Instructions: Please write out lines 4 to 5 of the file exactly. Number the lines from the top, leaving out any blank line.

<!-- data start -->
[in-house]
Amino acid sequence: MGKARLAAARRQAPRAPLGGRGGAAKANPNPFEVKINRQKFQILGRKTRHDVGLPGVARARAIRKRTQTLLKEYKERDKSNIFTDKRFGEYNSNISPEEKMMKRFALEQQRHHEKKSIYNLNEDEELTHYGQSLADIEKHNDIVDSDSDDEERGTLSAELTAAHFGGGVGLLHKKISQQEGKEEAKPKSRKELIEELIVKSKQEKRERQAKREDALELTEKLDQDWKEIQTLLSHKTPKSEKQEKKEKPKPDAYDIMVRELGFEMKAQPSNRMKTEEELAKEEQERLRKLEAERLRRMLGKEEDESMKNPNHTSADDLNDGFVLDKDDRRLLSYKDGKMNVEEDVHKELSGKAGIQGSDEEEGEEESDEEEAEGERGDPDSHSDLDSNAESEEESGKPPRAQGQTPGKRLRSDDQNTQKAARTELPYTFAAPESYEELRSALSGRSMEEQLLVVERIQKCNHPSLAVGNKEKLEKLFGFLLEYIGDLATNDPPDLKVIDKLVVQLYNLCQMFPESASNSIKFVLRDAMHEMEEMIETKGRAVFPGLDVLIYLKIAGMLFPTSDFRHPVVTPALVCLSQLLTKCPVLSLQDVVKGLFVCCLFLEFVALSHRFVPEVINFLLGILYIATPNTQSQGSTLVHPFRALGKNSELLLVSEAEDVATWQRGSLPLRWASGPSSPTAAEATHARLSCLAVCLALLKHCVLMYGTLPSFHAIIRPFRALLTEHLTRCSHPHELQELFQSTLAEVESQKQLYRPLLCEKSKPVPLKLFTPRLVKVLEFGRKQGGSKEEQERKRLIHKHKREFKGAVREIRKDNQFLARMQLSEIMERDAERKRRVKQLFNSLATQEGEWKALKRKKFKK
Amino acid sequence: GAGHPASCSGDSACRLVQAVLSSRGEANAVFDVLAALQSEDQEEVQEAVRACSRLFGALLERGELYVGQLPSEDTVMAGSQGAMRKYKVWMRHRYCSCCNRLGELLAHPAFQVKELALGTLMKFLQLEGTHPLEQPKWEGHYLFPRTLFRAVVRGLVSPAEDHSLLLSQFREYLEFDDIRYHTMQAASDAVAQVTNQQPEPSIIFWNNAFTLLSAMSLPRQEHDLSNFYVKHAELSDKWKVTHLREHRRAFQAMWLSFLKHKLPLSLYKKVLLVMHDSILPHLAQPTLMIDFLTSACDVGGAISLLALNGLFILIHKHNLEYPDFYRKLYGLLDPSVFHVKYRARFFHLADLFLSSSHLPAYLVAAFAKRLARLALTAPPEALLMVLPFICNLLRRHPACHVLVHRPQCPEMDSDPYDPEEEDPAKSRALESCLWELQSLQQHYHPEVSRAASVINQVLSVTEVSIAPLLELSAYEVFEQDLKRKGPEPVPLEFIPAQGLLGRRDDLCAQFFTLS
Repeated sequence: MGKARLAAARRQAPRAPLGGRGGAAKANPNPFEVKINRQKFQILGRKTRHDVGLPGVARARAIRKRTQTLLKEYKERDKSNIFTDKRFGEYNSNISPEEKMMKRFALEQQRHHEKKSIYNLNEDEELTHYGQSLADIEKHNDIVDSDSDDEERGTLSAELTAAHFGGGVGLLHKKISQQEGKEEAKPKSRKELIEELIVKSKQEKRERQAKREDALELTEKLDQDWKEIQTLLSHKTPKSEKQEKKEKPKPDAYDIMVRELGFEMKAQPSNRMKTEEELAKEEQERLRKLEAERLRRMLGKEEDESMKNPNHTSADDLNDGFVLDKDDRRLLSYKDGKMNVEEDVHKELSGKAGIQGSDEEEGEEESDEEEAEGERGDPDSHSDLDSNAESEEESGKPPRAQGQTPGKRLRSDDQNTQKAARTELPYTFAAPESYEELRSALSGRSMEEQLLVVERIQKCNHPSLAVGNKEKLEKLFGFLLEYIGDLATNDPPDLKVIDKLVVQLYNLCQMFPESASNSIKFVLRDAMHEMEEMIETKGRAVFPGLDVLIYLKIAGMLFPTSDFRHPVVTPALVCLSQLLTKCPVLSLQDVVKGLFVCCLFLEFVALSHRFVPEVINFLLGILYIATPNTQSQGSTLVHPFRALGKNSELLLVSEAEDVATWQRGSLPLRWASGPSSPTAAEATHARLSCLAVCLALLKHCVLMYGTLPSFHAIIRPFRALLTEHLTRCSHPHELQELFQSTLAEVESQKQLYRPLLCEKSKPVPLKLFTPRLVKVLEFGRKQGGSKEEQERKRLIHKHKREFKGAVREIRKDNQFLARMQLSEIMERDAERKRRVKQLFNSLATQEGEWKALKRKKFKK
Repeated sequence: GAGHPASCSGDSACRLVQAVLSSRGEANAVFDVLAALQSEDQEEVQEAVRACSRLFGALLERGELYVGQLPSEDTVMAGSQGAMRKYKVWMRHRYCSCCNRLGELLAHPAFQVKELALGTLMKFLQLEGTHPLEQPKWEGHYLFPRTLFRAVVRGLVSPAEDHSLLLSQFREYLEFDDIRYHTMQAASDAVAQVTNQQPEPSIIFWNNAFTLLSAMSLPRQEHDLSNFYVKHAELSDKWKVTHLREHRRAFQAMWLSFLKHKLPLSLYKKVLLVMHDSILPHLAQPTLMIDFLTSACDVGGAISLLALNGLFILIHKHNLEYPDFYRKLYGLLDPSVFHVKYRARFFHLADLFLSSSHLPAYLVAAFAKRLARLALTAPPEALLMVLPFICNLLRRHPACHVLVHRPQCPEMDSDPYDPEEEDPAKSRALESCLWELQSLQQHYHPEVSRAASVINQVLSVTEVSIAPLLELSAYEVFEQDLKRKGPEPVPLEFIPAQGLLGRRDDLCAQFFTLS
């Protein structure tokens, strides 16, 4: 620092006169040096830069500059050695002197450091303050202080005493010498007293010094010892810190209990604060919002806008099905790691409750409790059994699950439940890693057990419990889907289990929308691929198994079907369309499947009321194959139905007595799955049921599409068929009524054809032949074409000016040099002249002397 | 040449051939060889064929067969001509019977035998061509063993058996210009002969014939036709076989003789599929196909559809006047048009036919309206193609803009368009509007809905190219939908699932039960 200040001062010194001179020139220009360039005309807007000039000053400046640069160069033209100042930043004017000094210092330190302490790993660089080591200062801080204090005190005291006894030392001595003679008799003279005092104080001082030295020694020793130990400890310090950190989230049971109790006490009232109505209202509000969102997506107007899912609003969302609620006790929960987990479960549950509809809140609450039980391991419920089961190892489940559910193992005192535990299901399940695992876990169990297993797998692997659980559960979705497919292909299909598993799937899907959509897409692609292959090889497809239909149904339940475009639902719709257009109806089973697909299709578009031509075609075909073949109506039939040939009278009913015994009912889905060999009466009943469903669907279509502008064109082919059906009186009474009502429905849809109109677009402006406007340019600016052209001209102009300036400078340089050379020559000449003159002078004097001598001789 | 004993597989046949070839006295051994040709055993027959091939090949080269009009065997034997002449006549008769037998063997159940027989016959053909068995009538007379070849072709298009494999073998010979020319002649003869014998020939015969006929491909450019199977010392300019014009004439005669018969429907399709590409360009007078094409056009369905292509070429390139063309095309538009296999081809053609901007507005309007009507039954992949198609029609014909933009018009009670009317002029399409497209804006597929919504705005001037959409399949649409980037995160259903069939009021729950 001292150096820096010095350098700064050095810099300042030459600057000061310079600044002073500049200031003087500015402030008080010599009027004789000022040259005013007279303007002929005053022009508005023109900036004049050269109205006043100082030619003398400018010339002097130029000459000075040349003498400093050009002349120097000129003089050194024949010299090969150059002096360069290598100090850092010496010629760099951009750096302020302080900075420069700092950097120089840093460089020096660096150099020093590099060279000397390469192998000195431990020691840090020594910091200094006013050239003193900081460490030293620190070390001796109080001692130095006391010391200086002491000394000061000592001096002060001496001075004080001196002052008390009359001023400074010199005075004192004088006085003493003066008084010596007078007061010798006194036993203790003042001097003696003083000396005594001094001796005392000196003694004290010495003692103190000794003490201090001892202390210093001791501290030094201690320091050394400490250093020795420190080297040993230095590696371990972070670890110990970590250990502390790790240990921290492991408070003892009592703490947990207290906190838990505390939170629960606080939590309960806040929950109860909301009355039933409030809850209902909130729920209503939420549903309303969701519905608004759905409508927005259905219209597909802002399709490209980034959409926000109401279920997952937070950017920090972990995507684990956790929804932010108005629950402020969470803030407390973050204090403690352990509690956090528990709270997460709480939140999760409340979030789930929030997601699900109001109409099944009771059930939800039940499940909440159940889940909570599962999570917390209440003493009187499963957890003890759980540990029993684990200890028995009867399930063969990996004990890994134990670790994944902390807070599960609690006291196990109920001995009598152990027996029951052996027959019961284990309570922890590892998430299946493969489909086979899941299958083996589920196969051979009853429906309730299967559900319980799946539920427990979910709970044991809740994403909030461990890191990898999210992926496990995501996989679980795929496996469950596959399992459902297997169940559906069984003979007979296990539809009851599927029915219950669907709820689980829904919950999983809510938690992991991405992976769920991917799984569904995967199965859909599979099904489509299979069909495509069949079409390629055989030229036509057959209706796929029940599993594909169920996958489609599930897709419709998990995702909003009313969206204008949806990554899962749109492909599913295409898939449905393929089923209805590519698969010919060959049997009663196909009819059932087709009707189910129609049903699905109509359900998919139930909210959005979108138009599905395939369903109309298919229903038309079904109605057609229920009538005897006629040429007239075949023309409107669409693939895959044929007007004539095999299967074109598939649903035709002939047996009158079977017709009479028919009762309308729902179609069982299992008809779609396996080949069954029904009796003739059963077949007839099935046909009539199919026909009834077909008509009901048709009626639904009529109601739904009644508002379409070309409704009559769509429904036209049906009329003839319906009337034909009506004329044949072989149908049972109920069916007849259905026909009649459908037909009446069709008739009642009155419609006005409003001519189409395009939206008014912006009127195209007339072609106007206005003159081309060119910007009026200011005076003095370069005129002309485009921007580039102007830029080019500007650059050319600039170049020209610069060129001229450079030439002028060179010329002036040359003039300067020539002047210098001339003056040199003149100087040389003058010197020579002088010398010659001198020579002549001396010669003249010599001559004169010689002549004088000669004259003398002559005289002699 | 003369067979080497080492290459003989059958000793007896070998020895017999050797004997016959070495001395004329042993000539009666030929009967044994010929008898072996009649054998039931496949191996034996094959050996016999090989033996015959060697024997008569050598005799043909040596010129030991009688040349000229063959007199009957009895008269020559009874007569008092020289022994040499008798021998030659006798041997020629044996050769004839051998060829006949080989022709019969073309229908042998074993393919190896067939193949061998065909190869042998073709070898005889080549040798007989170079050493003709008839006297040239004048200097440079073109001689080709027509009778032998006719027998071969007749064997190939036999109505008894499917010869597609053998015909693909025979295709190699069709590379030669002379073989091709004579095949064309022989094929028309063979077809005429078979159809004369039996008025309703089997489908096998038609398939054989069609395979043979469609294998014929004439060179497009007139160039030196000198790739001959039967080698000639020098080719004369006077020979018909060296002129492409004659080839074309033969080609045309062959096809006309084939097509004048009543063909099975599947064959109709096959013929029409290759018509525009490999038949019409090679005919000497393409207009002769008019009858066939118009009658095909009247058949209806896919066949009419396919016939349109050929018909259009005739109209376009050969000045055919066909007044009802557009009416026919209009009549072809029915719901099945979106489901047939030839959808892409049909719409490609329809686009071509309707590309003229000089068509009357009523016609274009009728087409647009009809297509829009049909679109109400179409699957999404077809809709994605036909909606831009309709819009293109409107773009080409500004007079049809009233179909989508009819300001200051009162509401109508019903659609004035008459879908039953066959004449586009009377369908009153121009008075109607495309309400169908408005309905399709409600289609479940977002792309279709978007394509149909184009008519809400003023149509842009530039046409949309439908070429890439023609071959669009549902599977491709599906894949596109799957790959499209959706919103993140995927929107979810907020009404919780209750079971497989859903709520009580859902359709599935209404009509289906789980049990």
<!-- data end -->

Repeated sequence: MGKARLAAARRQAPRAPLGGRGGAAKANPNPFEVKINRQKFQILGRKTRHDVGLPGVARARAIRKRTQTLLKEYKERDKSNIFTDKRFGEYNSNISPEEKMMKRFALEQQRHHEKKSIYNLNEDEELTHYGQSLADIEKHNDIVDSDSDDEERGTLSAELTAAHFGGGVGLLHKKISQQEGKEEAKPKSRKELIEELIVKSKQEKRERQAKREDALELTEKLDQDWKEIQTLLSHKTPKSEKQEKKEKPKPDAYDIMVRELGFEMKAQPSNRMKTEEELAKEEQERLRKLEAERLRRMLGKEEDESMKNPNHTSADDLNDGFVLDKDDRRLLSYKDGKMNVEEDVHKELSGKAGIQGSDEEEGEEESDEEEAEGERGDPDSHSDLDSNAESEEESGKPPRAQGQTPGKRLRSDDQNTQKAARTELPYTFAAPESYEELRSALSGRSMEEQLLVVERIQKCNHPSLAVGNKEKLEKLFGFLLEYIGDLATNDPPDLKVIDKLVVQLYNLCQMFPESASNSIKFVLRDAMHEMEEMIETKGRAVFPGLDVLIYLKIAGMLFPTSDFRHPVVTPALVCLSQLLTKCPVLSLQDVVKGLFVCCLFLEFVALSHRFVPEVINFLLGILYIATPNTQSQGSTLVHPFRALGKNSELLLVSEAEDVATWQRGSLPLRWASGPSSPTAAEATHARLSCLAVCLALLKHCVLMYGTLPSFHAIIRPFRALLTEHLTRCSHPHELQELFQSTLAEVESQKQLYRPLLCEKSKPVPLKLFTPRLVKVLEFGRKQGGSKEEQERKRLIHKHKREFKGAVREIRKDNQFLARMQLSEIMERDAERKRRVKQLFNSLATQEGEWKALKRKKFKK
Repeated sequence: GAGHPASCSGDSACRLVQAVLSSRGEANAVFDVLAALQSEDQEEVQEAVRACSRLFGALLERGELYVGQLPSEDTVMAGSQGAMRKYKVWMRHRYCSCCNRLGELLAHPAFQVKELALGTLMKFLQLEGTHPLEQPKWEGHYLFPRTLFRAVVRGLVSPAEDHSLLLSQFREYLEFDDIRYHTMQAASDAVAQVTNQQPEPSIIFWNNAFTLLSAMSLPRQEHDLSNFYVKHAELSDKWKVTHLREHRRAFQAMWLSFLKHKLPLSLYKKVLLVMHDSILPHLAQPTLMIDFLTSACDVGGAISLLALNGLFILIHKHNLEYPDFYRKLYGLLDPSVFHVKYRARFFHLADLFLSSSHLPAYLVAAFAKRLARLALTAPPEALLMVLPFICNLLRRHPACHVLVHRPQCPEMDSDPYDPEEEDPAKSRALESCLWELQSLQQHYHPEVSRAASVINQVLSVTEVSIAPLLELSAYEVFEQDLKRKGPEPVPLEFIPAQGLLGRRDDLCAQFFTLS